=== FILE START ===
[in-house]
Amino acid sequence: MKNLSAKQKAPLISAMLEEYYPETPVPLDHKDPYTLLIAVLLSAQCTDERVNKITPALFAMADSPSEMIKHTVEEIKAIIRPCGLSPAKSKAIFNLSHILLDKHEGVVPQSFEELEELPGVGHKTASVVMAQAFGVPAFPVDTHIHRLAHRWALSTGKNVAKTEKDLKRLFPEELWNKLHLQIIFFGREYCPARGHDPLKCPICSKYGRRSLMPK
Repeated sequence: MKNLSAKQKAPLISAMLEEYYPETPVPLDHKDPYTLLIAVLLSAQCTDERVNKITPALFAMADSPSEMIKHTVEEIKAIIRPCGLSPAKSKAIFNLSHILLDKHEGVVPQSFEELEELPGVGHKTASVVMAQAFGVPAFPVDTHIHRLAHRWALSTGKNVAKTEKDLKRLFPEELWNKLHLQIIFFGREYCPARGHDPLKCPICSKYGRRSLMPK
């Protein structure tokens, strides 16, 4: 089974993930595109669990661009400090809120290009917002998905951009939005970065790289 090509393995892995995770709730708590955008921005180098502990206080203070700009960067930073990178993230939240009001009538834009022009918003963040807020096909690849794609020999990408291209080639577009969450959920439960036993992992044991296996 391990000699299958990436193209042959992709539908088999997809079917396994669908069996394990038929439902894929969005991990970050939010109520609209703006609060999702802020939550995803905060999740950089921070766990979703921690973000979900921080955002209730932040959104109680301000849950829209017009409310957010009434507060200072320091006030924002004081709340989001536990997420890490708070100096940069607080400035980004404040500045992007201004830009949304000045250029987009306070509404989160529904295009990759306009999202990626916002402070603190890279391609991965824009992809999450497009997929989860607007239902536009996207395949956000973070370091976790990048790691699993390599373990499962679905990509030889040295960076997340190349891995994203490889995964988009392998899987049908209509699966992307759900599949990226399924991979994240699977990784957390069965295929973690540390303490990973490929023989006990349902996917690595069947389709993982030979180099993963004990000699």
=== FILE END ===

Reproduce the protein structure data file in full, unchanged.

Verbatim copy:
[in-house]
Amino acid sequence: MKNLSAKQKAPLISAMLEEYYPETPVPLDHKDPYTLLIAVLLSAQCTDERVNKITPALFAMADSPSEMIKHTVEEIKAIIRPCGLSPAKSKAIFNLSHILLDKHEGVVPQSFEELEELPGVGHKTASVVMAQAFGVPAFPVDTHIHRLAHRWALSTGKNVAKTEKDLKRLFPEELWNKLHLQIIFFGREYCPARGHDPLKCPICSKYGRRSLMPK
Repeated sequence: MKNLSAKQKAPLISAMLEEYYPETPVPLDHKDPYTLLIAVLLSAQCTDERVNKITPALFAMADSPSEMIKHTVEEIKAIIRPCGLSPAKSKAIFNLSHILLDKHEGVVPQSFEELEELPGVGHKTASVVMAQAFGVPAFPVDTHIHRLAHRWALSTGKNVAKTEKDLKRLFPEELWNKLHLQIIFFGREYCPARGHDPLKCPICSKYGRRSLMPK
């Protein structure tokens, strides 16, 4: 089974993930595109669990661009400090809120290009917002998905951009939005970065790289 090509393995892995995770709730708590955008921005180098502990206080203070700009960067930073990178993230939240009001009538834009022009918003963040807020096909690849794609020999990408291209080639577009969450959920439960036993992992044991296996 391990000699299958990436193209042959992709539908088999997809079917396994669908069996394990038929439902894929969005991990970050939010109520609209703006609060999702802020939550995803905060999740950089921070766990979703921690973000979900921080955002209730932040959104109680301000849950829209017009409310957010009434507060200072320091006030924002004081709340989001536990997420890490708070100096940069607080400035980004404040500045992007201004830009949304000045250029987009306070509404989160529904295009990759306009999202990626916002402070603190890279391609991965824009992809999450497009997929989860607007239902536009996207395949956000973070370091976790990048790691699993390599373990499962679905990509030889040295960076997340190349891995994203490889995964988009392998899987049908209509699966992307759900599949990226399924991979994240699977990784957390069965295929973690540390303490990973490929023989006990349902996917690595069947389709993982030979180099993963004990000699």